Learning to See; Seeing to Learn - observational and evaluative skills in inital teacher education
LEARNING TO SEE;SEEING TO LEARNObservational and evaluative skills in initialteacher educationDr. Alan Bruce, ULSDublin 16 January 2013
AimTo develop a set of skills, knowledge and attitudes thatenable effective observation, listening, recording and initialevaluative conclusions for student teachers in classroomand learning environments.
1. Developing an overview: contexts• Teaching in a time of change: curriculum, demographics, expectations, environment, technology, professionalism• Move from supervision to development• Exercising professional oversight and guidance• Stakeholder perspectives: • Student teacher • Cooperating teacher • Pupils • School management/structures • College • Parents • Community
Learning surroundings• Physical • School • Classroom• Personal/professional • Supervisory contexts • Apprehension and prior exposure• Social • Interaction and pupils • Staff
Expectations in the process• Observing• Evaluating• Noting• Reporting• Concerns?• What is needed?• Techniques, tools, supports?
2. Observation: frameworkTwo dimensions:What do you want to know?• Requirements of the job• Behaviours employed• Standards appliedKnowledge about what you are observing• Recording• Relevance• Making sense
ObservationHabits that can build observation skills:• Trying to look at routine events/actions in a clear manner• Trying to judge people and their perceptions• Always trying to ask questions• Being open to new experiences• Being open to new ideas• Practicing good listening skills
Definition time: observationThe ability to see beyond a limited scope, which manypeople refer to as tunnel vision.The ability to sense or gauge the feelings of others whenthings are going well….and when things are not so good.Search Institute
Observation skills: importance• noting tension in a group• noting who talks to whom• noting interest level of a group• sensing feelings of individuals• noting who is being left out• noting reaction to my comments• noting when a group avoids the topic(Macgregor, 1998)
Time for a videoExercisehttp://youtu.be/vJG698U2Mvohttp://youtu.be/IGQmdoK_ZfY
Theoretical summaryPrinciples and guidelines on observation use visualexamples to show the difference between what peopleobserve and the inferences they make. These types ofteaching strategies work wonderfully as active learningexercises. In this way, students discover many of thefundamental principles of observation for themselves whichhelps with retention. The process of learning effectiveobservation is very similar to learning other skills:experience through practice and awareness.Boudreau, Cassell, and Fuks (2009)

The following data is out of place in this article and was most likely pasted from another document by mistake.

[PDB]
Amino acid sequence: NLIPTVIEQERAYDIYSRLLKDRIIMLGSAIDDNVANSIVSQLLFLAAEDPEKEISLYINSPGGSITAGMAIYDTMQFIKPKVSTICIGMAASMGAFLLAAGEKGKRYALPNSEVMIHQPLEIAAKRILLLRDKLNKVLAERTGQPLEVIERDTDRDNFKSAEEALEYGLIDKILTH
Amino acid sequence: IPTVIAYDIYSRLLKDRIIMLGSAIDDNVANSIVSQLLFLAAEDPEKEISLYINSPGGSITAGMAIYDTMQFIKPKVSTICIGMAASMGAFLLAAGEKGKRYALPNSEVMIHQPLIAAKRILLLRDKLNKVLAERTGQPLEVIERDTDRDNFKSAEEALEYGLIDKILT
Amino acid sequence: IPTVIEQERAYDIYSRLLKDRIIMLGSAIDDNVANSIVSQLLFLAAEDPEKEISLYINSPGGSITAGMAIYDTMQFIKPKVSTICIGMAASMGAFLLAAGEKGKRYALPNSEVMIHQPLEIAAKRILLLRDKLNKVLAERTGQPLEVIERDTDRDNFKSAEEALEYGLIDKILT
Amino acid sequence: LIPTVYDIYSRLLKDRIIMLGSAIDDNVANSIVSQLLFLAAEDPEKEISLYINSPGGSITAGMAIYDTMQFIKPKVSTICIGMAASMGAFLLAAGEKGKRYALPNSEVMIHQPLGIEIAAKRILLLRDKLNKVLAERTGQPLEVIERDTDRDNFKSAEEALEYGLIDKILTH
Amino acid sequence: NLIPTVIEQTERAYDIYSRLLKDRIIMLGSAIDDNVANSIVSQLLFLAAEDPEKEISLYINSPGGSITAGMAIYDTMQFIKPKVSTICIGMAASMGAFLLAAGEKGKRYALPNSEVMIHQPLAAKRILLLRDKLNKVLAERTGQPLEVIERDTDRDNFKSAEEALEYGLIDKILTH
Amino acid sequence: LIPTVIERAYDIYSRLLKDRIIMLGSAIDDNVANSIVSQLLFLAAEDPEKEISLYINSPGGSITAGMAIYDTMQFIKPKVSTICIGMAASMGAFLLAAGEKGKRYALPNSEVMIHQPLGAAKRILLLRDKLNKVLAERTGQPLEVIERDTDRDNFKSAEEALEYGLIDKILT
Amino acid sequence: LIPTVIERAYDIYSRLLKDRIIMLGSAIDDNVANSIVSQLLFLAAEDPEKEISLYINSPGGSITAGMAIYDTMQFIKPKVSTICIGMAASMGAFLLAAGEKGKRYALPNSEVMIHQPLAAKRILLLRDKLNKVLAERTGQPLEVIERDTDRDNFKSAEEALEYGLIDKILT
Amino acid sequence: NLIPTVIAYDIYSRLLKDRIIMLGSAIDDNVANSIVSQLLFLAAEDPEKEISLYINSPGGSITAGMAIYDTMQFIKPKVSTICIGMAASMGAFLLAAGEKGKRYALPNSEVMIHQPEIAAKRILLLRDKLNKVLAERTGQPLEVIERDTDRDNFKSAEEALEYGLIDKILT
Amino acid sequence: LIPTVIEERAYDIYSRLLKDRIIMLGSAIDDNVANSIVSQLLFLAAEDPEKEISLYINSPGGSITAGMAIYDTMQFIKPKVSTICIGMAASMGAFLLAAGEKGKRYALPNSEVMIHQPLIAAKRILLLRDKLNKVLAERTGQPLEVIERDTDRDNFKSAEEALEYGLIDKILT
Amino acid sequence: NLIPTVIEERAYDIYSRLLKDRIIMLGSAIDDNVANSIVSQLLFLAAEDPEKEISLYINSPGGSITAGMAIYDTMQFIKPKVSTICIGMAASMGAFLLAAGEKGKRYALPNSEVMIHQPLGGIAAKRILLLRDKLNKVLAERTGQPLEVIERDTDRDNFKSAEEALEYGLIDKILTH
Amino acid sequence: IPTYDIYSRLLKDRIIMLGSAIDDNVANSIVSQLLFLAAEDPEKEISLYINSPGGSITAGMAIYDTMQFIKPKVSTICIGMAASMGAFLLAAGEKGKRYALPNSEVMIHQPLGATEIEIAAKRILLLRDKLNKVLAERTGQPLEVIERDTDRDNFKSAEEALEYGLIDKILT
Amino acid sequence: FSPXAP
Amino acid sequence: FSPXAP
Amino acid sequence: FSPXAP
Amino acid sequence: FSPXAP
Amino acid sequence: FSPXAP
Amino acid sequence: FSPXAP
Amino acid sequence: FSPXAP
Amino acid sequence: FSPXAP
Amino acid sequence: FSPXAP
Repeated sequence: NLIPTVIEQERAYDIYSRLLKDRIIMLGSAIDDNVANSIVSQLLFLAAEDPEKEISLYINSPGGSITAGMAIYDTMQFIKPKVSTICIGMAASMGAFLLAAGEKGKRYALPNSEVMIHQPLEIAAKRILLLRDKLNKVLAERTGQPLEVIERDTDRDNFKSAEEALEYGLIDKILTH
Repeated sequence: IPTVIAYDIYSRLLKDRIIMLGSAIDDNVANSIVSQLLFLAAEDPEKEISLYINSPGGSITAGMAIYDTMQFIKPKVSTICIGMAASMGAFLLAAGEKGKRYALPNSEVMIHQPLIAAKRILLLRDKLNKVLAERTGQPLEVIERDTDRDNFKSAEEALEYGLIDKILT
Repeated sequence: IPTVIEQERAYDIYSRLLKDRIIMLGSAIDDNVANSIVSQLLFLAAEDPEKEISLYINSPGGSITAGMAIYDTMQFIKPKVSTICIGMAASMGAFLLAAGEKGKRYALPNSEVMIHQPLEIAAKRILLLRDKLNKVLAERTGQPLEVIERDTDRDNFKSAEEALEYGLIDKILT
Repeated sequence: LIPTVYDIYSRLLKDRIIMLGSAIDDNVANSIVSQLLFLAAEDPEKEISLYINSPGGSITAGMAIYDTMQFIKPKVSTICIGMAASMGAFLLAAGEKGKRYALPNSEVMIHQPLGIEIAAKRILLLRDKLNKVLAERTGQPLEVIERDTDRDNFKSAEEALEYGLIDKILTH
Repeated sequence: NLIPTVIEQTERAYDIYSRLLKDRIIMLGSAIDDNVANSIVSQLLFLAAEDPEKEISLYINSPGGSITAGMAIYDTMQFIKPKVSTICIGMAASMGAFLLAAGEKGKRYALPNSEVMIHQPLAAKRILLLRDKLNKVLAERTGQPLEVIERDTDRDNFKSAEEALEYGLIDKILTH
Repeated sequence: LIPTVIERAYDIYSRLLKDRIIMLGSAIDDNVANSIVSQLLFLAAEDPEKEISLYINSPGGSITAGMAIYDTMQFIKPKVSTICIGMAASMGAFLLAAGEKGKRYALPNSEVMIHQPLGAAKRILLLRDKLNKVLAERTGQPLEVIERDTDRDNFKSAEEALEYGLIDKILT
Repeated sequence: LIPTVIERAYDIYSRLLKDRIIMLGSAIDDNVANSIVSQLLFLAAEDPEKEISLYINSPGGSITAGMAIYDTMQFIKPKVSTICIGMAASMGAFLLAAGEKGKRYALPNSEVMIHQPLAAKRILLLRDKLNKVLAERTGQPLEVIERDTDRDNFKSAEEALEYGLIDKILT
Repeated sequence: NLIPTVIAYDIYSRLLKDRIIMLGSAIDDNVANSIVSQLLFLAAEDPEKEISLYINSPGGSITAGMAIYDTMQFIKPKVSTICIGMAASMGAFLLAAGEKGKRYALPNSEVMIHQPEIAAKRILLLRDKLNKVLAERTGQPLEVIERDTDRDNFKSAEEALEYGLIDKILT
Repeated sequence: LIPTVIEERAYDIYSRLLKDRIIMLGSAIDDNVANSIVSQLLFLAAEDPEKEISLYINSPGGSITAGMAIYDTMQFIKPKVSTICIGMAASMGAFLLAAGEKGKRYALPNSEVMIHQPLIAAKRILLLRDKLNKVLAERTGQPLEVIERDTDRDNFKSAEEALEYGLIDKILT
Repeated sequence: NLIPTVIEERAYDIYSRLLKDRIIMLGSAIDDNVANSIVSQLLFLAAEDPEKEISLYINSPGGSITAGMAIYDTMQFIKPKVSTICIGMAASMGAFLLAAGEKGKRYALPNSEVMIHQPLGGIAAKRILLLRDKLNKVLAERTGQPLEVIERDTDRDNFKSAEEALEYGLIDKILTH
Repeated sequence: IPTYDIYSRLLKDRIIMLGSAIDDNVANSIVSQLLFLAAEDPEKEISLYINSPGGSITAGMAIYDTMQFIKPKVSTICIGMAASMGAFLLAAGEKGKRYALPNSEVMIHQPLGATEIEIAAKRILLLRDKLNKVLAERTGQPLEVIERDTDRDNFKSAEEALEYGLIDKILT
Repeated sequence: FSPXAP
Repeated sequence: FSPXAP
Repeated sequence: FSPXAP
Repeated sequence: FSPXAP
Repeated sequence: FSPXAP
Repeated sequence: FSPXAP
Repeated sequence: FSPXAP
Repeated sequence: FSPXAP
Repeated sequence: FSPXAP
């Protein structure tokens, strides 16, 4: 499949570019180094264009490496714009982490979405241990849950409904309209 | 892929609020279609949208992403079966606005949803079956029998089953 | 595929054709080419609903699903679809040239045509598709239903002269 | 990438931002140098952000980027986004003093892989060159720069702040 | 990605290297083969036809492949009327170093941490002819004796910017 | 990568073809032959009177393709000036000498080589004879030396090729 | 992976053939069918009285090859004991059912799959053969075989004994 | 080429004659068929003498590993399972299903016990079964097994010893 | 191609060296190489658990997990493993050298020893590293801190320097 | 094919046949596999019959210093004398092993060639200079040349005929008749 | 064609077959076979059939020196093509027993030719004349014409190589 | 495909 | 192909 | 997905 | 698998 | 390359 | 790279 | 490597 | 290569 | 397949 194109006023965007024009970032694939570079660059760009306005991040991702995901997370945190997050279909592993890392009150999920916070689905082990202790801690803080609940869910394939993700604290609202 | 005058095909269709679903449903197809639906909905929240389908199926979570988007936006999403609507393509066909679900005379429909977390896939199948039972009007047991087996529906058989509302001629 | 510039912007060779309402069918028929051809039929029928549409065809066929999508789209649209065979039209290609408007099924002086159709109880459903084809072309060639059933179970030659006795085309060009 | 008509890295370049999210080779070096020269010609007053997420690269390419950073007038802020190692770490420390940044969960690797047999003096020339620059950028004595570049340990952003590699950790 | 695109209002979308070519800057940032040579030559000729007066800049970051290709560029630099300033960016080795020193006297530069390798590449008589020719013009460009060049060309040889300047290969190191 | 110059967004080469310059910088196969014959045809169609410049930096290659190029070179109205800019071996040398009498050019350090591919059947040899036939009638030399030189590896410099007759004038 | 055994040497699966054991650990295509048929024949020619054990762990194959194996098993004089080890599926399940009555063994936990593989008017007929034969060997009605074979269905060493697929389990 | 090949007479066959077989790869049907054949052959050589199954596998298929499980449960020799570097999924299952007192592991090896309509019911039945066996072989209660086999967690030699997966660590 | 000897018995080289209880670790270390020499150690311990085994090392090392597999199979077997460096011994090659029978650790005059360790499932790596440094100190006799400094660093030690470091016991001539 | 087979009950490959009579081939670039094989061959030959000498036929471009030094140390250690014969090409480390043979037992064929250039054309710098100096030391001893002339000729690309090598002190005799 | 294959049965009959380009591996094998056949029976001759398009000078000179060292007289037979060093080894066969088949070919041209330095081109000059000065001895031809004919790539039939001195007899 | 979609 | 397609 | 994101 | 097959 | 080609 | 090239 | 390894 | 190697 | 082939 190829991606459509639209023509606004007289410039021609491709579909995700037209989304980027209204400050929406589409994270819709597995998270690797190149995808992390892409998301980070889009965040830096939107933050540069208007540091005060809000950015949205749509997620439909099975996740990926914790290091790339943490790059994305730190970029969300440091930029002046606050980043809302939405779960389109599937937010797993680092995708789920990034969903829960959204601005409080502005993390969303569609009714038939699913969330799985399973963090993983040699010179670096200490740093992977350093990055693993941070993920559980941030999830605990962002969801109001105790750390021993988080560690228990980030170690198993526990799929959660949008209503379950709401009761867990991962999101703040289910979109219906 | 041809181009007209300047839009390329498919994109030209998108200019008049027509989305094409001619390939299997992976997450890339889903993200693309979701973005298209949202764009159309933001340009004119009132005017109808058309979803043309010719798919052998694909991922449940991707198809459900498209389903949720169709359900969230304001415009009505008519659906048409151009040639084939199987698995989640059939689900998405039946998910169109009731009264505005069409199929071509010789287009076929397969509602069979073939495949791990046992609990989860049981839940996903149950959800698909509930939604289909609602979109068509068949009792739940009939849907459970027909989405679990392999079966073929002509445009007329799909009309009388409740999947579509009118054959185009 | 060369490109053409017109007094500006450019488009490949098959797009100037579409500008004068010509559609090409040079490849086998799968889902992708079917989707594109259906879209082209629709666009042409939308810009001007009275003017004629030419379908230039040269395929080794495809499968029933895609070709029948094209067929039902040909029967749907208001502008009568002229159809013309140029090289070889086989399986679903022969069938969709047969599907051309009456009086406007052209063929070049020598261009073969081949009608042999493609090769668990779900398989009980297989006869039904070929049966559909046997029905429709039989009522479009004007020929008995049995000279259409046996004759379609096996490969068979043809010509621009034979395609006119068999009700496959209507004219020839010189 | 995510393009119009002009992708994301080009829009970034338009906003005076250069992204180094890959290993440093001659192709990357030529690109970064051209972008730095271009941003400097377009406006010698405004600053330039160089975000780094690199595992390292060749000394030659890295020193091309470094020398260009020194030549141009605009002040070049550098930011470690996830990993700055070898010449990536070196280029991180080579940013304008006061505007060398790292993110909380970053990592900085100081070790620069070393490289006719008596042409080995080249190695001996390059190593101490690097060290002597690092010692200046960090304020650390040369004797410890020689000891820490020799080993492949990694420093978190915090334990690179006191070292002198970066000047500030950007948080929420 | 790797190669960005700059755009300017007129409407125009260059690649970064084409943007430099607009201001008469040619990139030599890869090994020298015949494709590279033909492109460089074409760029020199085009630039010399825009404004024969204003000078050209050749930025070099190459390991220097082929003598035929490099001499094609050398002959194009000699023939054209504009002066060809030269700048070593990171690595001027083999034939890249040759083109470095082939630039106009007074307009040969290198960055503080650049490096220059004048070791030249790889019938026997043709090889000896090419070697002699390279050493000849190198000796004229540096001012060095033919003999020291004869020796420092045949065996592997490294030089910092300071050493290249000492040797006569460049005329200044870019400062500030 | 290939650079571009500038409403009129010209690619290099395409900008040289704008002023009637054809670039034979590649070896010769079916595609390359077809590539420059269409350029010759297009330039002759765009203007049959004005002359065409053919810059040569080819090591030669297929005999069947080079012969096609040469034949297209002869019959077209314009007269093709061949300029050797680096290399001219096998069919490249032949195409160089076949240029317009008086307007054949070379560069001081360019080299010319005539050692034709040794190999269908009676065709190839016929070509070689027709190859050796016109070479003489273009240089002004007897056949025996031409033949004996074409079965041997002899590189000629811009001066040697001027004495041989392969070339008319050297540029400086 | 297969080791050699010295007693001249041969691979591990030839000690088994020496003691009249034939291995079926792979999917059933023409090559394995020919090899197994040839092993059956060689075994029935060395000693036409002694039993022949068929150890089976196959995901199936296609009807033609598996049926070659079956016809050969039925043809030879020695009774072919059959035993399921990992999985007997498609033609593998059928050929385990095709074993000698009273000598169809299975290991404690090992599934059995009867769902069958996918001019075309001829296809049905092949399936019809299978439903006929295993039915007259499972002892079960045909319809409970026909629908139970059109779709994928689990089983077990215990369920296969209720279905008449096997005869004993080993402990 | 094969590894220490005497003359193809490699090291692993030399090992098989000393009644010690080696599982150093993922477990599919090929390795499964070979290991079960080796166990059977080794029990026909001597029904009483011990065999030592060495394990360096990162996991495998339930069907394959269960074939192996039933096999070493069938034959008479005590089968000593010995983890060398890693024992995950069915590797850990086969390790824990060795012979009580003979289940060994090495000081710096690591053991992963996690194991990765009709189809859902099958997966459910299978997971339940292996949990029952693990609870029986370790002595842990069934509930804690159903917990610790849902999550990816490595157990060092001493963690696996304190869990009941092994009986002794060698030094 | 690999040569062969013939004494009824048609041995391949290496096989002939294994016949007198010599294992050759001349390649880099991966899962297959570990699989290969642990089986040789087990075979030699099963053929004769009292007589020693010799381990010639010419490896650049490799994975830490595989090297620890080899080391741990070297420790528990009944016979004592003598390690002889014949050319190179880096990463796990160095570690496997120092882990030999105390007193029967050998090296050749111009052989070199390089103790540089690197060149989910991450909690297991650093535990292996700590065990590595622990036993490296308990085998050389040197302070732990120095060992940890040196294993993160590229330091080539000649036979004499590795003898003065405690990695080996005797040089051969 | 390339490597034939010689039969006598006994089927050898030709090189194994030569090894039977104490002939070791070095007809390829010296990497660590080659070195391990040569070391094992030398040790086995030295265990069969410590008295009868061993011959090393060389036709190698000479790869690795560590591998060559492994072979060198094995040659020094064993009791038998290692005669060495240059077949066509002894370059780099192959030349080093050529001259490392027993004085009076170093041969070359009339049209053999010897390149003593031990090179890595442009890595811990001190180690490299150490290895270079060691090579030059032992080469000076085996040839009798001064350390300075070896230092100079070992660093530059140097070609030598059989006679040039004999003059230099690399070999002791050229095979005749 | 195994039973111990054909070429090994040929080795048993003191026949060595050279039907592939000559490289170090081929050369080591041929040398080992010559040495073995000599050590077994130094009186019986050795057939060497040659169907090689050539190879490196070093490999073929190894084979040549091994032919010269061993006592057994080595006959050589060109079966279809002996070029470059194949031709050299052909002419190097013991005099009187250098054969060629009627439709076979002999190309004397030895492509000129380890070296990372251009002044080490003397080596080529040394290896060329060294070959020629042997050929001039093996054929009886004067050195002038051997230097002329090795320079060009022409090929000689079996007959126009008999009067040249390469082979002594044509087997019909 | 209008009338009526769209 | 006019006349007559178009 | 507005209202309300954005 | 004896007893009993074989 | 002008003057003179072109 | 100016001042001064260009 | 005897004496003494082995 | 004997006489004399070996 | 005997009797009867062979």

Observation in teaching• Behaviour• Communication skills• Physical movement• Communication effectiveness• Listening• Empathy• Content related• Competence related• Pacing and timing• Activity pace• Responsiveness
Role of observer• Neutral• Unobtrusive• Discrete• Fair• Reserved• ObjectiveAnything else?
4. Evaluating performance• Drawing conclusions• Using evidence• Using logic• Forming opinions• Exercising judgment• Making choices• Recording
Bias and objectivity• Observing the observer• Developing self-analysis and self-awareness• Investigating one’s personal bias• Understanding • Prejudice • Stereotype • Discrimination
Relevance• Distinguishing useful from less useful• Factual recording• Determining meaning• Determining intention• Asking continual questions
Evaluation in context• Formative• Summative• Intervention and neutrality• Critical friend• Correcting and adjusting• Giving feedback• Marshaling facts – and evidence• Adapting the SWOT model• Developing meaningful reporting systems
Stages of the supervisory process• Listening• Observing• Deciding• Recording• Evaluating• Reporting• Feedback
5. Effective professionalism• Observation: critical to understand the role, context, purpose and rational of process – and everything involved in the process• Essential dimensions: accuracy and transparency as well as equity• Determining reference points: understanding effectiveness of techniques, manner, knowledge imparting and skills facilitation• Focus on communications: all dimensions• Results: providing critical reflection and modification if and when required
Group exerciseUse example from experience to indicate an observationalexperience that was• (a) useful/beneficial• (b) challenging/difficultWhat conclusions do you draw?What worked well?What would you do differently?What would you avoid?
Best practice• Reporting systems• Shared meaning• Feedback loop• Demonstrable improvement• Ethical standards• Professional practice• Student engagement and satisfaction• Meaningful assessment systems
Discussion• Does the process of observation generate shared meaning?• What is the background to fair observation and reporting in Irish education systems?• Can we be objective? Fair?• How do we determine the needs of all stakeholders? And meet them?• What do we need?
Thank youDr. Alan BruceULS Dublinabruce@ulsystems.com